What Wider Access to NCQA Digital Content Means

May 18, 2023 · Andy Reynolds

Last week, we announced that NCQA is publishing requirements and open-source software for interpreting and executing clinical quality language (CQL) so any organization or software developer can use HEDIS Digital Content Services.

The news caught the attention of technology pros on LinkedIn.

Here’s what quality advocates who are not technical experts—let’s call them “English majors”—should take from the news.

We announced that we’re making engine software open-source.

Engine software is computer code that takes measure instructions or measure logic, such as you find in HEDIS Volume 2, and calculates measure results.

With “open-source” code, any software developer can:

  • See how the code works.
  • Use the code.
  • Improve the code.

Making code open-source means that we’re expanding and democratizing access to digital content. That, in turn, helps the digital measurement ecosystem grow.

Here’s an analogy that clicked with NCQA’s English majors:

  • We built and released a scientific calculator . We’ve released a measure engine (a “calculator”) that processes HEDIS measures. Now other people can use or tweak that version of the calculator, and improve it.

Why did we do it? Well, “This action advances digital health care quality measurement by making it easy for developers to understand requirements and test capabilities to work with digital measure content from NCQA. The move is part of NCQA’s larger goal of building better health care, better choices and better health by convening and aligning stakeholders around digital quality requirements and testing.”

In other words…

  • This is mission-critical. “Better health care, better choices and better health” is not a phrase we invented last week. It’s our vision statement—a description of the world we want to build. Widespread use of digital content is key to quality’s future and to NCQA’s purpose.

As our Chief Technology Officer, Edward Yurcisin, put it, “Data sharing and interoperability between payers and providers ensure timely and accurate measurement of health care quality. We’re advancing the standard so anyone, anywhere can use digital quality content from NCQA or other sources.”

  • “Products” are becoming “digital.” More and more, the standards, measures and knowledge NCQA offers are digital. We produce data and machine-readable software that plug straight into IT systems—leaving behind the lengthy written instructions that must be interpreted and recoded into computers.

Last week’s announcement also named industry standards we’re adopting and organizations with whom we’re aligning:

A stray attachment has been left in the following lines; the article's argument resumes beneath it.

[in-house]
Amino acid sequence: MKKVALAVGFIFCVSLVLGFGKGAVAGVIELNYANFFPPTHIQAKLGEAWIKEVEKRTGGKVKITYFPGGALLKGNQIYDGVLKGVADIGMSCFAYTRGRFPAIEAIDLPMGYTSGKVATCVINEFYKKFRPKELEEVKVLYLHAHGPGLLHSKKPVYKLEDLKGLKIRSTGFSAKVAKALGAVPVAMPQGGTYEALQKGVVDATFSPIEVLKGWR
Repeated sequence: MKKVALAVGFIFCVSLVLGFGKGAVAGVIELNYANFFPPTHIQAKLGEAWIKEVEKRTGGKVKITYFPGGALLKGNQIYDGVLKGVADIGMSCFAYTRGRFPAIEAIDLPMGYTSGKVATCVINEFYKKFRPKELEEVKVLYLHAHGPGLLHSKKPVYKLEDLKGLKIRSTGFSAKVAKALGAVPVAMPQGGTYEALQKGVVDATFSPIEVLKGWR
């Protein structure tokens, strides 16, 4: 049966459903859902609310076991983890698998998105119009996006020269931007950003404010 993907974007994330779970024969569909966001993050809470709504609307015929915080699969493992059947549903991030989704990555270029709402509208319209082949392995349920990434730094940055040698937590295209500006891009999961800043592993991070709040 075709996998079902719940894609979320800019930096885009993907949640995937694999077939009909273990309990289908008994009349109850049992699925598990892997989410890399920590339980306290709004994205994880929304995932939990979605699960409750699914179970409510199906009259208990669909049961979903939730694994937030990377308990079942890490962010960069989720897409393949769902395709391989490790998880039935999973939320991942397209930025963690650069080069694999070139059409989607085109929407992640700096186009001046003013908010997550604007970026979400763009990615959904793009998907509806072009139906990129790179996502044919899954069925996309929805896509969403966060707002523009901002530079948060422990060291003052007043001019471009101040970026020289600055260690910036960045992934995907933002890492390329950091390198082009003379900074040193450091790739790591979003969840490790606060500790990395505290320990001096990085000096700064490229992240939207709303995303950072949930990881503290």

Clinical Quality Language is an expression language curated by HL7 that CMS, NCQA and others have adopted for digital quality measures. NCQA uses CQL to provide digital HEDIS measure content, including the NCQA Digital Content Services product line launched in early 2023. Incorporating FHIR® CQL engine code in open-source code will help organizations use standards-based electronic health data with quality measures and clinical decision support to improve transparency and patient care.”

What does this mean?

  • This is the opposite of “black box.” We’re using defined industry standards. Working in CQL aligns us with CMS’s advocacy of CQL and helps CQL spread. And by donating code to the open-source community, we let users run HEDIS-compatible software on any system (or “stack”) they choose. No walled gardens
  • This covers HEDIS, and then some. The code we’re contributing to the open-source community works with HEDIS. But it can work with other kinds of measures, too.

“Sharing FHIR CQL know-how… helps embed quality in health systems everywhere, and will help make FHIR CQL engine code for quality measures faster, more scalable and more extensible.” 

We’re excited!

  • Welcome, world! We’re hopeful that crowdsourced development will produce an extraordinary engine. We’re eager to see how others improve what we’ve donated. As software developers everywhere add features and improve the open-source code, digital measurement will advance.

In conclusion,

Firely manages the open-source .NET repository where NCQA will publish CQL software. NCQA and Firely will convene interested parties around requirements and testing.

  • More Firely in our future. Firely is a big player in the FHIR community. They were one of the initiators of the FHIR standard and they offer software, training and services to implement FHIR. They’re also organizing FHIR DevDays (June, Amsterdam; NCQA Assistant Vice President for Digital Measure Engineering, Ann Marie Smith, and Director of Information Systems, Evan Machusak, will speak).

To learn more about FHIR CQL in support of digital quality measurement, contact our Digital Quality Community Director, Allison Lance.

  • Interest in NCQA Digital Content Services is high. Allison can acquaint you with them.
  • NCQA Digital Product Manager, Burke Burnett, introduced Digital Content Services at our February 2023 Future of HEDIS webinar—an event so popular we exceeded the capacity of our Zoom room. A recording and slides of that talk can catch you up on what you missed.

Look for more news about growing the digital measurement ecosystem. We’ll have more to share soon!

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